I have a love/hate relationship with Pitchfork, for several reasons, and I think the intro to this review stemmed from the “hate” realm; yesterday they posted their review of Ellie Goulding’s Lights, probably my favorite album of 2010 to date. Pitchfork’s take: meh. It doesn’t make me upset, just disappointed (which is a careful line to tread; there’s no reason to get upset just because someone hates something you love – how insecure can you be?). It has always been my opinion that good music writing (as opposed to good criticism) doesn’t seek to sway a reader either way, but merely brings up several good points for discussion. Music writing is a conversation, not a board game. I know saying that that seems kind of lame when I post my own reviews, with my own ratings (which I have considered more than once to just get rid of – they’re arbitrary, they mean nothing, they are a personal opinion and have never sought to become the definitive anything), but I always structure my reviews keeping in mind the importance of solid observations and interpretations, rather than criticisms (though I think it’s impossible to avoid that altogether – isn’t interpretation a kind of criticism?).

      This is where I find it hard to comment on other people’s music blogs: more often than not, blogs seek to claim a rating on an album and the entire road from word one to word last is nothing more than a persuasive argument for or against an album or single rather than filtered through any sort of contextual, or meaningful lens. These reviews are therefore often boring, infuriate/delight readers for the simple fact that they disagree or agree and are pointless since no one blog has sway in the larger “Pitchfork effect” sense. I am not knocking down criticism. There’s a need for it in this world where more than 100 albums are released a month and nobody has time to listen to them all. I rarely look at the rating system of a Pitchfork review, or any review; I always read a review first (hell, I often read reviews after I have heard the music for the conversational aspect, to read about things I might have missed, to broaden my view of an album either negatively or positively). Some of the articles you linked may speak of the meandering, uninteresting text that plagues Pitchfork reviews, but I think that’s the part about Pitchfork that I love: most of my favorite music writers work for Pitchfork. In fact, when I’m looking for inspiration, or don’t know how to start a particular piece of writing, I often turn to Pitchfork reviews to see how they’re constructed, or how reviews are introduced; they’re different, they’re effectual. Once in a while, I’ll read a column, usually Tom Ewing’s Poptimism and an interview that catches my eye, but it’s the reviews I keep going back to.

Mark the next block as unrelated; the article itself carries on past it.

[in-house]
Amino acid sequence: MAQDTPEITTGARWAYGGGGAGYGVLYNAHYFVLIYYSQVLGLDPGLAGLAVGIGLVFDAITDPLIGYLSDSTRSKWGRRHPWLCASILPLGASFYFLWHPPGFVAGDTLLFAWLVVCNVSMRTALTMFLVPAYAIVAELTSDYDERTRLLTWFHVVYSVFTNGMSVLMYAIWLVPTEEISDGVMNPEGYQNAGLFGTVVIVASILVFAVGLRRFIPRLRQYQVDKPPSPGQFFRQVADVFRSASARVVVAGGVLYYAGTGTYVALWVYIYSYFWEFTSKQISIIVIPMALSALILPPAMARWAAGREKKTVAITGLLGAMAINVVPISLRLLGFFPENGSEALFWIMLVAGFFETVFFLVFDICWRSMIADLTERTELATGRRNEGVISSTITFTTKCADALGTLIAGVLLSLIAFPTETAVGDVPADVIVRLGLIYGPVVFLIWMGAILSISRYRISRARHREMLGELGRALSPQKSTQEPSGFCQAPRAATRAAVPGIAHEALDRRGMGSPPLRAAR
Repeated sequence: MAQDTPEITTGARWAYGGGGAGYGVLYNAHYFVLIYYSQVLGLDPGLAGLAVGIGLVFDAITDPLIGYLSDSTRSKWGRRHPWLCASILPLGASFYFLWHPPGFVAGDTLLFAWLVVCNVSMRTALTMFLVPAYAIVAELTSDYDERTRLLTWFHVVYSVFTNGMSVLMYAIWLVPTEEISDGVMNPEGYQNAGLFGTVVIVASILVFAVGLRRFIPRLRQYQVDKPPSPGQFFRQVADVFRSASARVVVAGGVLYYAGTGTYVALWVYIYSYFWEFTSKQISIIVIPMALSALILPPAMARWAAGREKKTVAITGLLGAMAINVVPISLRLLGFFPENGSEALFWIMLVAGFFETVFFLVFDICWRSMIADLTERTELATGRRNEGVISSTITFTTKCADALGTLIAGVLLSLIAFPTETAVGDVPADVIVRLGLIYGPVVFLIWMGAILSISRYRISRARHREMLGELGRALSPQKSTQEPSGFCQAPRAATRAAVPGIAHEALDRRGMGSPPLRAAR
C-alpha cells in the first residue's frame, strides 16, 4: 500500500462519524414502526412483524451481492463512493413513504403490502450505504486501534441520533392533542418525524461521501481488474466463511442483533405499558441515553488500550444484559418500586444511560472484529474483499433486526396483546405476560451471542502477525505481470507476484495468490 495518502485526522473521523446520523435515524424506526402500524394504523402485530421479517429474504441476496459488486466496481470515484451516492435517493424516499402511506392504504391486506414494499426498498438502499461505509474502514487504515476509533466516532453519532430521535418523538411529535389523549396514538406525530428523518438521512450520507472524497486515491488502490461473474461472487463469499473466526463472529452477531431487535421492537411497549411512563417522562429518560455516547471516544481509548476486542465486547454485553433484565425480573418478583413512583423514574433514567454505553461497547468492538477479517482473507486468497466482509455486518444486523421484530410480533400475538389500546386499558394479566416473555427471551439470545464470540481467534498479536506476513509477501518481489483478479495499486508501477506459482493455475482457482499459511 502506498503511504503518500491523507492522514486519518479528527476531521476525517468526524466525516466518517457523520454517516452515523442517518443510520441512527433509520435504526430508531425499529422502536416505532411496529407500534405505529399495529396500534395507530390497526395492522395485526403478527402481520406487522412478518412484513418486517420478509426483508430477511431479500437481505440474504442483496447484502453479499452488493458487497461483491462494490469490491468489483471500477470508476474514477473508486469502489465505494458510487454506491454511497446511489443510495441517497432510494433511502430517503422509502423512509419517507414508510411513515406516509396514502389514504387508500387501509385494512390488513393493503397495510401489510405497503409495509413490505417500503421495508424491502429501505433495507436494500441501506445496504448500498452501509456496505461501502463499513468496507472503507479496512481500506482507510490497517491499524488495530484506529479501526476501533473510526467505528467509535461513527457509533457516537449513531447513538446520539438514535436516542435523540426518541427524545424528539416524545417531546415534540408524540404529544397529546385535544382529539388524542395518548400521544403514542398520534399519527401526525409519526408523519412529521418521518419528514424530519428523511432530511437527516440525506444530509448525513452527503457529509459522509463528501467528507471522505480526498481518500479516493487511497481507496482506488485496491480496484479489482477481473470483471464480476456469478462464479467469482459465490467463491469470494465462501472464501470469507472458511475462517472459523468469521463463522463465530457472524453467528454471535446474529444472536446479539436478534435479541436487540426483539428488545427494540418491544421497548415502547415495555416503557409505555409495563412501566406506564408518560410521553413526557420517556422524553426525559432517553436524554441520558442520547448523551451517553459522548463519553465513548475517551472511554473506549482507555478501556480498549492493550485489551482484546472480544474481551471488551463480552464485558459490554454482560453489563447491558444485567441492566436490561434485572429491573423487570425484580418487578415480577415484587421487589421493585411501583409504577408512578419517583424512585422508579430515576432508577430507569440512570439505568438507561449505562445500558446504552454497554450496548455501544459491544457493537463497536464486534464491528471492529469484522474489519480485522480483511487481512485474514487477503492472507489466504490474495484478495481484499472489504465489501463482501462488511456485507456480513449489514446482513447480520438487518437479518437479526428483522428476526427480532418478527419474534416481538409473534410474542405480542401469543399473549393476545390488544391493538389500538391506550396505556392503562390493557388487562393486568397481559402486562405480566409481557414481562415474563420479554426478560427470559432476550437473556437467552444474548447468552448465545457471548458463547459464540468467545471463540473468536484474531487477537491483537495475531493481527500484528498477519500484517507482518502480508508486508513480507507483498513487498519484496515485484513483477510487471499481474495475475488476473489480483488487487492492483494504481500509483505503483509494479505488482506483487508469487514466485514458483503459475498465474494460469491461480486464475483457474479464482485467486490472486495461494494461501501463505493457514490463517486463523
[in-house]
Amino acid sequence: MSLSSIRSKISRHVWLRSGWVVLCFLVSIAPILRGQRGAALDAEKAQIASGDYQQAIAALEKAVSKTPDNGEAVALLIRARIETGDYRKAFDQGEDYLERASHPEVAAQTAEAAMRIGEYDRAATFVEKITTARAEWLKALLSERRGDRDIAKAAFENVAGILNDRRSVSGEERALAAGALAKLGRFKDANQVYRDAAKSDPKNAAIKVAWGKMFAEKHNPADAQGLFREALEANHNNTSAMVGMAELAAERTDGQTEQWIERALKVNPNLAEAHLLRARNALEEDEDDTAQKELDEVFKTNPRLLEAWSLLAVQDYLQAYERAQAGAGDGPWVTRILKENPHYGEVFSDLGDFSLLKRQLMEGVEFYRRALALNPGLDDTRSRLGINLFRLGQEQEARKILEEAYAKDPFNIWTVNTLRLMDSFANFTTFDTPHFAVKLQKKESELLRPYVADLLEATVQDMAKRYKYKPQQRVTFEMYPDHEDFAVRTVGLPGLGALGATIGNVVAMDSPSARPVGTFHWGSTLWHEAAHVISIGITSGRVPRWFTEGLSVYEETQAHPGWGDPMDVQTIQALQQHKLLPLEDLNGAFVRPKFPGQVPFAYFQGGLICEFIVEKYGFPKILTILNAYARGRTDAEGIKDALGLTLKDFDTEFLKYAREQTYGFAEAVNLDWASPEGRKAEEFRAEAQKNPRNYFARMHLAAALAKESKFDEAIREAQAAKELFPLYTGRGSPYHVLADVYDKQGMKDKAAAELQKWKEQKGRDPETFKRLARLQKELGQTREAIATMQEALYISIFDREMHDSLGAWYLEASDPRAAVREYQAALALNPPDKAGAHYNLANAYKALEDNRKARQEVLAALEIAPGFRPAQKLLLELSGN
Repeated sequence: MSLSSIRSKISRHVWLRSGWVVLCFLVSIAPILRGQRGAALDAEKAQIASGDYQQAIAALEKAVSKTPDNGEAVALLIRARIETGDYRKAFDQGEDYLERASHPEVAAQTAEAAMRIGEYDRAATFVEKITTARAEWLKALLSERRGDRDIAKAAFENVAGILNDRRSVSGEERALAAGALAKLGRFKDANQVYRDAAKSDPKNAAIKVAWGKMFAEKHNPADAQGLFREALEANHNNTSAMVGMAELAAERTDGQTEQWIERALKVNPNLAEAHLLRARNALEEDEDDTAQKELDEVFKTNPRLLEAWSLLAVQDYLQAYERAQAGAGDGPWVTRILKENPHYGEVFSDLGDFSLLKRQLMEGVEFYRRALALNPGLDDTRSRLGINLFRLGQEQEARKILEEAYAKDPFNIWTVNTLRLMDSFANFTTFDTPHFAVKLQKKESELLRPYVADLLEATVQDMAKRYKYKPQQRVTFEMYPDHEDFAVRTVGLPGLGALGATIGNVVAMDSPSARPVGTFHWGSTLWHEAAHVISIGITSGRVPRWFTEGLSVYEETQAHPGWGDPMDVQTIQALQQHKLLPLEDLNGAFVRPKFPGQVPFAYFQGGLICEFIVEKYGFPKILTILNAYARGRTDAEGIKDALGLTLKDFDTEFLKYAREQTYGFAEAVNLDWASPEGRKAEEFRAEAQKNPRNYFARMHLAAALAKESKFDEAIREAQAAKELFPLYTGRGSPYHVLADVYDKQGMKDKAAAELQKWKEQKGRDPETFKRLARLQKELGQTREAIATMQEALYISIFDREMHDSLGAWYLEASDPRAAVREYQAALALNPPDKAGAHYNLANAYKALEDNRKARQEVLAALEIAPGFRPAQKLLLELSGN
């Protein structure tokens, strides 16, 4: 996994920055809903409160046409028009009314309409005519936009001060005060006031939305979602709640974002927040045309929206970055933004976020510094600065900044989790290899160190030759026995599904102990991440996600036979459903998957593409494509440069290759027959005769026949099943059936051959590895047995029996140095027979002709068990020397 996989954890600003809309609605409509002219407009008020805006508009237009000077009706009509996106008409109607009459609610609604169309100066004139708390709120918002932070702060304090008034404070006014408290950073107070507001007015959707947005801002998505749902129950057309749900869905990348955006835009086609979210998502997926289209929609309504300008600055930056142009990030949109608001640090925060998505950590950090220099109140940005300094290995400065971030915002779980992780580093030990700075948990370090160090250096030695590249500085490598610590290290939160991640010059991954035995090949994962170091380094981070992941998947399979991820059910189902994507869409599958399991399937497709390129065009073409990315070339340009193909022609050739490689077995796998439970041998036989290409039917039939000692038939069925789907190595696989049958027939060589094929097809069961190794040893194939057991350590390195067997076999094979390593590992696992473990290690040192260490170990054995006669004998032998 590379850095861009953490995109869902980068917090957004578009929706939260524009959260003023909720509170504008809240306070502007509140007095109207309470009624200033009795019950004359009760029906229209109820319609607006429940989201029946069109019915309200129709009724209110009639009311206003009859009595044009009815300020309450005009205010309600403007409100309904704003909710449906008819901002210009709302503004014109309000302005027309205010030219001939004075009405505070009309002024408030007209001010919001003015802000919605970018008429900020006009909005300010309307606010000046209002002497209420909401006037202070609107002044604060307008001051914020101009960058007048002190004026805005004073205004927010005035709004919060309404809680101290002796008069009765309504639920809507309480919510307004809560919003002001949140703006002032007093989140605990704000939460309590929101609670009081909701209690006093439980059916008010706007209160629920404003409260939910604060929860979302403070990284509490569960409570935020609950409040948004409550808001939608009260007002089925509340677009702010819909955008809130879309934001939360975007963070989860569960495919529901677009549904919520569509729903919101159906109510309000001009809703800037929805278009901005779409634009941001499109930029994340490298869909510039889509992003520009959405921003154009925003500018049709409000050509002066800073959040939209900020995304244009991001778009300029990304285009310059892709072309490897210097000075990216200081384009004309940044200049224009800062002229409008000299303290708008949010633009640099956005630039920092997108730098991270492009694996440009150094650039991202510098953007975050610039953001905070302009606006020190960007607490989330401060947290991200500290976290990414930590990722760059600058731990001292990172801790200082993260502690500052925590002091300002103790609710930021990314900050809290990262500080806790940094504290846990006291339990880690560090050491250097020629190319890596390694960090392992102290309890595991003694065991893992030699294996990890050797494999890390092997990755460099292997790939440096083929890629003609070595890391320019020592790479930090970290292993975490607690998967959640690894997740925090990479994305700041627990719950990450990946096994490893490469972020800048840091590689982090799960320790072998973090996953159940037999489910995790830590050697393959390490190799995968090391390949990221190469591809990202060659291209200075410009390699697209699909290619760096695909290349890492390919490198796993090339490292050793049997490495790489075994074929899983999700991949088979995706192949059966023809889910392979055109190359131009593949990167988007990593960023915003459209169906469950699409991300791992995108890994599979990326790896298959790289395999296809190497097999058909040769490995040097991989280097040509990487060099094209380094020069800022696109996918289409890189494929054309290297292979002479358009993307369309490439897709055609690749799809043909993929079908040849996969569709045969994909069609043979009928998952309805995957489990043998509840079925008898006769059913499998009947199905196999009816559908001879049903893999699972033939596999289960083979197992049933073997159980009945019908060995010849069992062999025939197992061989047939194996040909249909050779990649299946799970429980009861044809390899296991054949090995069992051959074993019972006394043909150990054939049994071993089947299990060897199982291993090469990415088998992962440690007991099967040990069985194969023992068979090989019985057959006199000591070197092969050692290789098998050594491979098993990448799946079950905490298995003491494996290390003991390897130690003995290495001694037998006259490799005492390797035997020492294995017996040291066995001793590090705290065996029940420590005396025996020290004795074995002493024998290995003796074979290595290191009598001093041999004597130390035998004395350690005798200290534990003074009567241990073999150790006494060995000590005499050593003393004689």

Pitchfork has (had?) influence and that’s not necessarily a bad thing. Like you said, they give exposure to bands that couldn’t get it any other way. They look for the different, the out there, the opposite of mainstream. They offer choices where Rolling Stone gives absolutes. But you never know if you really like something until you hear it. Whether it’s Rolling Stone writing a review, or Pitchfork, or your favorite music blog (which tends to have a bit more clout for me, rather than the large music institutions when it comes to sheer “rating” – I always recommend people to find the critic they most often agree with, the critic that gets them the most excited about music in general, rather than sweeping past bylines and accrediting reviews to The Name; another good thing about music bloggers – no agendas), listening is the only way you’ll really know.